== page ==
On average, tourism-specialized countries grow more than others. This is not consistent with the core of modern economic growth theory that suggests that economic growth is linked to sectors with high-tech intensity and large scale. In this article, we use appropriate panel data methods to study the relationship between tourism and economic growth. In general, we show that tourism is a positive determinant of economic growth both in a broad sample of countries and in a sample of poor countries. However, contrary to previous contributions, tourism is not more relevant in small countries than in a general sample.
Holoscopic imaging, also known as integral, light field, and plenoptic imaging, is an appealing technology for glassless 3D video systems, which has recently emerged as a prospective candidate for future image and video applications, such as 3D television. However, to successfully introduce 3D holoscopic video applications into the market, adequate coding tools that can efficiently handle 3D holoscopic video are necessary. In this context, this paper discusses the requirements and challenges for 3D holoscopic video coding, and presents an efficient 3D holoscopic coding scheme based on High Efficiency Video Coding (HEVC). The proposed 3D holoscopic codec makes use of the self-similarity (SS) compensated prediction concept to efficiently explore the inherent correlation of the 3D holoscopic content in Intraand Inter-coded frames, as well as a novel vector prediction scheme to take advantage of the peculiar characteristics of the SS prediction data. Extensive experiments were conducted, and have shown that the proposed solution is able to outperform HEVC as well as other coding solutions proposed in the literature. Moreover, a consistently better performance is also observed for a set of different quality metrics proposed in the literature for 3D holoscopic content, as well as for the visual quality of views synthesized from decompressed 3D holoscopic content.
 The values of goods and services provided by wetland ecosystems are examined through a meta-analysis of an expanded database of wetland value estimates and with a focus on human-made wetlands. This study extends and improves upon previous meta-analyses of the wetland valuation literature in terms of the number of observations, geographical coverage, wetland class and integrity, and the measurement of the effects of scarcity and anthropogenic pressure. We find that water quality improvement, nonconsumptive recreation, and provision of natural habitat and biodiversity are highly valued services. Substitution effects are observed through the negative correlation between values and abundance of other wetlands. Wetland values are found to increase with anthropogenic pressure. An extended metaregression model with cross effects shows that the valuation of specific services varies with the type of wetland producing them. Humanmade wetlands are highly valued for biodiversity enhancement, water quality improvement, and flood control.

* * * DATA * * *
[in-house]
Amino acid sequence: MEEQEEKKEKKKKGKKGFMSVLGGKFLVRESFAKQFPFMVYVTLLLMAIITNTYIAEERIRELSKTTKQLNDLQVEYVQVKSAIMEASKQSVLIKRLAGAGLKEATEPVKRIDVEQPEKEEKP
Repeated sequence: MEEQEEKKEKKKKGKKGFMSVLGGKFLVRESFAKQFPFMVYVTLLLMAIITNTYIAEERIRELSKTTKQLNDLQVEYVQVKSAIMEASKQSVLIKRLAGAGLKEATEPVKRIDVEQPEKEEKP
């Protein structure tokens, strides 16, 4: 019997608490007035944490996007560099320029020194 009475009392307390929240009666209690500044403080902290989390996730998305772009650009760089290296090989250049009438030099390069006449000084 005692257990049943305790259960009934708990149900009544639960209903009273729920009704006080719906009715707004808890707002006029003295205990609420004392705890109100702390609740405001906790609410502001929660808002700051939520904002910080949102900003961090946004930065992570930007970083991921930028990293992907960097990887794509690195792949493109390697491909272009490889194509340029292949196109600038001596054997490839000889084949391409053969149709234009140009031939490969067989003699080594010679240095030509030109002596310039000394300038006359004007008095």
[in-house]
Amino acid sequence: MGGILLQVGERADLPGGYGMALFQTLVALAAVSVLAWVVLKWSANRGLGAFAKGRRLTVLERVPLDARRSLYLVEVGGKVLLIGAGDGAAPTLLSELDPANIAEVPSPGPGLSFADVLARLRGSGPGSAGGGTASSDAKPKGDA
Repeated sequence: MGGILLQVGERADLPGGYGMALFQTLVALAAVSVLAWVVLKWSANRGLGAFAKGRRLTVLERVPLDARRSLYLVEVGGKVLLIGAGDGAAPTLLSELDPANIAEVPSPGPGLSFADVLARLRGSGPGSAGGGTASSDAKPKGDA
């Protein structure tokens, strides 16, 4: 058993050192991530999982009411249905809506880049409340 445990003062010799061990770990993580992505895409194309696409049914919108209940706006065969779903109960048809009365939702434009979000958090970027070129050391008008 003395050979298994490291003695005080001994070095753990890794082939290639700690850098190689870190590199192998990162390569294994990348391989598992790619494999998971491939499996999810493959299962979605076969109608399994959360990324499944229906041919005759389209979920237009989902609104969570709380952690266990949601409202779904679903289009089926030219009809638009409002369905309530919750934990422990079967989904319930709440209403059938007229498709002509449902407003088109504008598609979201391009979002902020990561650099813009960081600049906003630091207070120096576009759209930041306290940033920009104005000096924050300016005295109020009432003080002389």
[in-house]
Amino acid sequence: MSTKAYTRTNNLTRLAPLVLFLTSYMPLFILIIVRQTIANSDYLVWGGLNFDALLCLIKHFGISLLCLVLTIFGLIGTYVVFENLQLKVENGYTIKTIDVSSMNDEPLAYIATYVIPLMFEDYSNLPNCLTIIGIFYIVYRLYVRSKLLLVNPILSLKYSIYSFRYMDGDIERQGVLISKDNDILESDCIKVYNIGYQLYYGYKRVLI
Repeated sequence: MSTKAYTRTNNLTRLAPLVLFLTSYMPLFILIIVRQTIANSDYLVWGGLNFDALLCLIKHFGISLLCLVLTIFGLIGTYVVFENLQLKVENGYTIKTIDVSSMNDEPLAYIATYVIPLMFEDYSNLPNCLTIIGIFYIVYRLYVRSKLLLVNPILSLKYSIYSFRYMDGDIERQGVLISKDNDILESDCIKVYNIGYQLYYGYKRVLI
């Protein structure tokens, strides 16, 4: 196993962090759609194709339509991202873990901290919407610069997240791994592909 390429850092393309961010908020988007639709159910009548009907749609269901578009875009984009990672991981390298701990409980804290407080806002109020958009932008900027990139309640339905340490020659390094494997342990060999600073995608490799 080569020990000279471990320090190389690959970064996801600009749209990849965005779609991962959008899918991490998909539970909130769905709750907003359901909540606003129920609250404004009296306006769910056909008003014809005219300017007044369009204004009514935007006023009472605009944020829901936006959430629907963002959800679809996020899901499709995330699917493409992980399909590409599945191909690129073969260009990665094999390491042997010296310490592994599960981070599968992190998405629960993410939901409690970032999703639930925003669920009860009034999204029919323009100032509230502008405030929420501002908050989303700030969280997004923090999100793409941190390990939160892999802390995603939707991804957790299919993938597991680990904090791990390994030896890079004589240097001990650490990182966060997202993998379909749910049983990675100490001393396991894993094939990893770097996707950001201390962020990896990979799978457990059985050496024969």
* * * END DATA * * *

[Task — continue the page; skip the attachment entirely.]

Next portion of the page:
A B S T R A C TThere is a multitude of ecosystem service classifications available within the literature, each with its own advantages and drawbacks. Elements of them have been used to tailor a generic ecosystem service classification for the marine environment and then for a case study site within the North Sea: the Dogger Bank. Indicators for each of the ecosystem services, deemed relevant to the case study site, were identified. Each indicator was then assessed against a set of agreed criteria to ensure its relevance and applicability to environmental management. This paper identifies the need to distinguish between indicators of ecosystem services that are entirely ecological in nature (and largely reveal the potential of an ecosystem to provide ecosystem services), indicators for the ecological processes contributing to the delivery of these services, and indicators of benefits that reveal the realized human use or enjoyment of an ecosystem service. It highlights some of the difficulties faced in selecting meaningful indicators, such as problems of specificity, spatial disconnect and the considerable uncertainty about marine species, habitats and the processes, functions and services they contribute to.
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